ABSTRACT<br/> Being an only child is generally considered to be a disadvantage. Absence of siblings is thought to involve the deprivation of critical learning experiences, while the exclusive attention of parents is said to result in overindulgence and overprotection. According to such beliefs, only children develop into selfish, maladjusted and unhappy adults. Various empirical studies have contradicted these beliefs, at least where American adults are concerned. The present study considers adolescent singletons in the Netherlands. It examines the related claims that only children have a less happy youth because they are pressed into adult thinking and behavior too early and that they stand out as "little eggheads"--good at school, but not very sportsmanlike, and unpopular among their peers. Data were gathered by means of questionnaires administered to 2,511 secondary schoolchildren. The only children in this sample neither appeared to be less happy nor was their global self-esteem any lower. The "little egghead" hypothesis was only partly confirmed. Only children feel themselves to be less proficient in sports. However, they do not consider themselves better in school or less popular among peers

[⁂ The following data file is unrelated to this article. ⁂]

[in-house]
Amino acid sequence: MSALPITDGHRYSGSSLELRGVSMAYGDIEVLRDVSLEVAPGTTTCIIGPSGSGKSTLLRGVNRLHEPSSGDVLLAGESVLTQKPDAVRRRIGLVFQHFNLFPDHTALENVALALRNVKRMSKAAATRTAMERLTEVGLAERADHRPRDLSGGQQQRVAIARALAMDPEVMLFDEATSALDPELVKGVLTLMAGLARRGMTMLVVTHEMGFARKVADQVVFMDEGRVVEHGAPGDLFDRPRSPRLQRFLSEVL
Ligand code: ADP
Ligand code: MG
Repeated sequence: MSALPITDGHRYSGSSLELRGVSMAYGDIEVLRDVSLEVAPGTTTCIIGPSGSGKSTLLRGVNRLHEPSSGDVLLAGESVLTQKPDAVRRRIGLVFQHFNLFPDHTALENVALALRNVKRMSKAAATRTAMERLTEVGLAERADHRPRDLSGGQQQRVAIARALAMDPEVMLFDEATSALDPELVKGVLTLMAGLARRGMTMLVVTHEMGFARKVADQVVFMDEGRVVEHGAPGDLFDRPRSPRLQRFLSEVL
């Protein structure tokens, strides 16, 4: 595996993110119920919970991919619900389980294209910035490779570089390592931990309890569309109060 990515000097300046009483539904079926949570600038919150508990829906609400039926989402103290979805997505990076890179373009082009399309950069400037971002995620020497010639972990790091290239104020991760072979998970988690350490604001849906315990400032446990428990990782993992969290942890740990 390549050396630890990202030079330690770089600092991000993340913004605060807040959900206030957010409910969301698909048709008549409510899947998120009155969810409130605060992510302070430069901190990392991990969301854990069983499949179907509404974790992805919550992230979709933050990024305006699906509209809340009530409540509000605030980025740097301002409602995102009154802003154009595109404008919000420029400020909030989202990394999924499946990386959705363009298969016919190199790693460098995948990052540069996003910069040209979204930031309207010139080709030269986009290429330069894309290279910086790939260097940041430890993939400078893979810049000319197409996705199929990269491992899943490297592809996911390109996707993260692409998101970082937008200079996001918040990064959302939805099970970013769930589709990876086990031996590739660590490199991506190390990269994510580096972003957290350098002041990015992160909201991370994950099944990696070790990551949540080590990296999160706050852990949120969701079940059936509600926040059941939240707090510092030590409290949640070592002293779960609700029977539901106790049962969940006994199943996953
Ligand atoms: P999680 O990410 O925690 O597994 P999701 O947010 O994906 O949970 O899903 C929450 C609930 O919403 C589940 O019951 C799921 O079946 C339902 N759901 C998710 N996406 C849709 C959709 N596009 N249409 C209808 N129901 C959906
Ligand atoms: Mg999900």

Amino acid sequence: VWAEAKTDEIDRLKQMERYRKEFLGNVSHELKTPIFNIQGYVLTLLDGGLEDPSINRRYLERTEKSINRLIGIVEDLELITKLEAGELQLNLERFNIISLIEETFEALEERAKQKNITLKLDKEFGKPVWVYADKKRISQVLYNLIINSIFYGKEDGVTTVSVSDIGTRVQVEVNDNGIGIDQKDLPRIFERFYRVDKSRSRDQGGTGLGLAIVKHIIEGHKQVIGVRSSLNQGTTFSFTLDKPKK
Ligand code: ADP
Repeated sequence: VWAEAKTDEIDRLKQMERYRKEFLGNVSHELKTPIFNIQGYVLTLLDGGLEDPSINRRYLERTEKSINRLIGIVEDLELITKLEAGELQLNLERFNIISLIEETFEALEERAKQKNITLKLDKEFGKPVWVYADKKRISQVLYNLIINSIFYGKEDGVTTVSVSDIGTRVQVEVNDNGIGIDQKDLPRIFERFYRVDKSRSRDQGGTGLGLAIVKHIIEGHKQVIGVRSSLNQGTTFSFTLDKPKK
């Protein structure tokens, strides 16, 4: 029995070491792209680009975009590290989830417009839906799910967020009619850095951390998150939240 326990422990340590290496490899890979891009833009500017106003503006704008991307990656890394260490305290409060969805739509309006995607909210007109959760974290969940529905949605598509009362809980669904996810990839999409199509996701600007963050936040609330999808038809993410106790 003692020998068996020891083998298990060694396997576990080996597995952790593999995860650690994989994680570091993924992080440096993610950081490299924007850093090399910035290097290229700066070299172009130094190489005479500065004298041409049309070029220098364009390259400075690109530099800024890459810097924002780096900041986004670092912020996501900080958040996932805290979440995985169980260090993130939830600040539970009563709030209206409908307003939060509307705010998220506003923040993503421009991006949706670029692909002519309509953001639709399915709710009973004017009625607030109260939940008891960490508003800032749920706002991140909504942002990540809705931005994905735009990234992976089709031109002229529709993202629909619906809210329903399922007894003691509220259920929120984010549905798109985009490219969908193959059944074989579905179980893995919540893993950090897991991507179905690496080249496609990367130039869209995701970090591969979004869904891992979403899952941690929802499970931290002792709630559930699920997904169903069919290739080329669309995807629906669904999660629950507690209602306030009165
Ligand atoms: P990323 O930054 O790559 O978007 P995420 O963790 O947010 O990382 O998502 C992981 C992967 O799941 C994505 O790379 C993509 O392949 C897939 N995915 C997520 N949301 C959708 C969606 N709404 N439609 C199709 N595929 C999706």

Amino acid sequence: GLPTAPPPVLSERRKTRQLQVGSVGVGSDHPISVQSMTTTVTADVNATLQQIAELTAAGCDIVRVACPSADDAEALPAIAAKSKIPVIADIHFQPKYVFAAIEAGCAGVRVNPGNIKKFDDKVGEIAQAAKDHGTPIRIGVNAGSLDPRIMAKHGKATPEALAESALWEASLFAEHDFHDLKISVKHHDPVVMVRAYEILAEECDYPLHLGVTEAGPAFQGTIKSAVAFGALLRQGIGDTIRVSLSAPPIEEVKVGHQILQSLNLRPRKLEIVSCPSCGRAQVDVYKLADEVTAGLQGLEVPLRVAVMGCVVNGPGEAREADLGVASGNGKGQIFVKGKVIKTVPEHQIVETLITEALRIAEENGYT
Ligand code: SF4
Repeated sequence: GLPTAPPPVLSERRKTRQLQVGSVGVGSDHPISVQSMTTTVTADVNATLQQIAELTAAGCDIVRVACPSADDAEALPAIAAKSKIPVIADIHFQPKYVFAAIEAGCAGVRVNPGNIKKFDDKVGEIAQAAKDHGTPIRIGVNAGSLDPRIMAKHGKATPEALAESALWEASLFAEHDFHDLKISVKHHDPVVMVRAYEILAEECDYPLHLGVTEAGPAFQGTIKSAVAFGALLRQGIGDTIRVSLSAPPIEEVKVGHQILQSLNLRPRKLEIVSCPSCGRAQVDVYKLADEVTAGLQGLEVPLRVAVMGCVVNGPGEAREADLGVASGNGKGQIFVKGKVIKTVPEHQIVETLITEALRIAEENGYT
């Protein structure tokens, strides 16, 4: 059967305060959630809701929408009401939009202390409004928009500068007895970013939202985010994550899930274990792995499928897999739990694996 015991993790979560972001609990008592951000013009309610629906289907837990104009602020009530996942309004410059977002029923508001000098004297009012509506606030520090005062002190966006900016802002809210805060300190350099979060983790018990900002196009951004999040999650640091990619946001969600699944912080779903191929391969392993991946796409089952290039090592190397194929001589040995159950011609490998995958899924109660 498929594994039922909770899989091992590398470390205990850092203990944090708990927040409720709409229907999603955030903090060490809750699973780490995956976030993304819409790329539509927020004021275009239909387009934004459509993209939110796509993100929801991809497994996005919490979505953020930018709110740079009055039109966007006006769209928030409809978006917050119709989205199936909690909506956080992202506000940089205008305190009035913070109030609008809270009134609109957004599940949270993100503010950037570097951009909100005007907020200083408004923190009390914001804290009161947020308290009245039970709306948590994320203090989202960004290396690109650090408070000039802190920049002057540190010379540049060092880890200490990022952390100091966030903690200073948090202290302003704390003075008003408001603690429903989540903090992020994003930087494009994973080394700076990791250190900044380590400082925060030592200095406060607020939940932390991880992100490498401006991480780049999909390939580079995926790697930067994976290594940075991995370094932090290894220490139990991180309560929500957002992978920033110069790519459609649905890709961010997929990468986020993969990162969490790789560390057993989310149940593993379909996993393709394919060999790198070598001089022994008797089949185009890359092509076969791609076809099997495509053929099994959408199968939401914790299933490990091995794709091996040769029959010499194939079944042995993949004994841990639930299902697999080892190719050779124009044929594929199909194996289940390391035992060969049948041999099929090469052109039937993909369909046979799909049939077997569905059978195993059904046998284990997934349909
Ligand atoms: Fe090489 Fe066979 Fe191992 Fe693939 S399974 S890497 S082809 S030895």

family of origin, family size, happiness, one child family, quality of life, self esteem, subjective well-being
hdl.handle.net/1765/16144
Adolescence: an international quarterly devoted to the physiological, psychological, psychiatric, sociological, and educational aspects of the second decade of human life
Spring
Department of Sociology

Veenhoven, R, & Verkuyten, M.J.A.M. (1989). The well-being of only children. Adolescence: an international quarterly devoted to the physiological, psychological, psychiatric, sociological, and educational aspects of the second decade of human life, 24(93), 155–166. Retrieved from http://hdl.handle.net/1765/16144